From → Campaign 2010

  1. Apart from them both being females, explain how Senator Gillibrand resembles Tracy Flick.

  2. Politico is from January 2009. So is Maureen Dowd (hero to the conservatives now?), so is Huff Po. The NY Mag profile is from June 2009, and the last link merely parrots Dowd’s insult.

    So, she’s ambitious. This is unique for politicians, how?

  3. So, you’re announcing that you’re way behind the times. Also, you’re admitting that you don’t understand the point that even Dowd calls her that. And you still don’t get the joke. Email MoDo and ask her to try to explain it to you. Also, learn to use Google:

  4. Your condescension is phenomenal. But I give you kudos for at least arguing and defending your position, rather than just throwing out verbal bombs and then running away when challenged on them, like your partner here.

    What you’re admitting is that you parrot what cretins like Maureen Dowd say, your humor is more “mean” than “funny”, and you use Google to link to stories that merely reference a story you’ve already provided a link to. Perhaps you should learn to read?

    Have a great day!

  5. You deserve all the condescension you get, harpy. I feel awful that the most utterly humorless blogger on Earth doesn’t find me funny. And I’m sad that you still don’t realize why everyone but you understands Gillibrand’s nickname. Consider learning to read, write, think, and laugh. Have a great day yourself. Just joking.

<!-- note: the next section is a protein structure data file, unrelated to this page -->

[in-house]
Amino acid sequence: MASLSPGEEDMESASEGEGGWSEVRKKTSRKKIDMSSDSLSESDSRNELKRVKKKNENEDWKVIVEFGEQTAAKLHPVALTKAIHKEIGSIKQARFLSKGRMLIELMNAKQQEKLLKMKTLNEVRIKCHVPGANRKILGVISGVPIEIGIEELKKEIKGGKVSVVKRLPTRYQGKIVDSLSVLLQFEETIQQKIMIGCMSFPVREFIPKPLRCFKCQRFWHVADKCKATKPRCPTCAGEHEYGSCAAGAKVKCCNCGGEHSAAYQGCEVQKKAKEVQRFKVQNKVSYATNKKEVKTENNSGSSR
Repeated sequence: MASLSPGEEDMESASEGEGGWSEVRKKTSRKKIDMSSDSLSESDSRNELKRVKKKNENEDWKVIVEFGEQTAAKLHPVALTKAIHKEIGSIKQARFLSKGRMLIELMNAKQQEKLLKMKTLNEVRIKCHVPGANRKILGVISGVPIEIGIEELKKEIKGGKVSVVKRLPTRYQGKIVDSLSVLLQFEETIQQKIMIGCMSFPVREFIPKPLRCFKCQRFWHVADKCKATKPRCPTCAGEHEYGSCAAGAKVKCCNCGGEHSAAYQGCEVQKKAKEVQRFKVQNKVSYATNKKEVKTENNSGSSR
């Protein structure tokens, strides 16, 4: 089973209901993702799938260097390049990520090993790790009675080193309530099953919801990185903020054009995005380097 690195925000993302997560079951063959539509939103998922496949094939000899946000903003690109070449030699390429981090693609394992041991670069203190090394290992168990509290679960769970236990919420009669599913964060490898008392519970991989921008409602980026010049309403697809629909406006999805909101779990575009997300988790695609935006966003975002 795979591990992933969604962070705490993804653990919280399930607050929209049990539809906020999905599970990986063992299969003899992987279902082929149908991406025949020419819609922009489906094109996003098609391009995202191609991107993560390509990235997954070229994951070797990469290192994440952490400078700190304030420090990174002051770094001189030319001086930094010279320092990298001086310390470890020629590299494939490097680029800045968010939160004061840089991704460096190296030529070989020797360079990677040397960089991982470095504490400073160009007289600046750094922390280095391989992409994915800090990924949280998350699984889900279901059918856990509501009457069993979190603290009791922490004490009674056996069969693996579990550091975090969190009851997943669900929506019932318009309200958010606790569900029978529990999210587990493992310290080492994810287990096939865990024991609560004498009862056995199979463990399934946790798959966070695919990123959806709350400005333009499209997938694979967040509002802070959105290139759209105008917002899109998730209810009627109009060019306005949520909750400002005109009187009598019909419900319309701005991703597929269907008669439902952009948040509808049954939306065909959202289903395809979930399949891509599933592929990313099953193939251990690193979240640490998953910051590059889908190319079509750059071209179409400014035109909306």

6. Ha ha! You’re just like that Carrottop fella! Almost.

  7. Nah, you’re the funny one: I laugh at everything you write. I could never come up with a concept as clever as that Buffalo Pundit character. Everything “he” churns out is so smug yet illogical that I can only shake my head and giggle in response. You should be proud for creating the perfect parody of an oblivious blowhard. I once thought for a moment you were serious, but I must have been tired and hungry at the time. Thank you for testing material here. Now go make a joke about “Teabaggers,” you hilarious wag. P.S. A Carrottop [sic] reference? Don’t let anyone tell you that you’re a hack.

  8. You corrected my spelling of Carrottop? QED.

  9. I’m sorry to have pointed out yet one more small example of your ignorance. You could have looked it up, but apparently your Google is still broken. Oh, and you misspelled Mr. Top’s name again. Learning is hard, at least for some people. Regardless, I’m impressed it only took you 11 days to think of that comeback. Maybe dropping another “QED” will convince people you’re not a twit.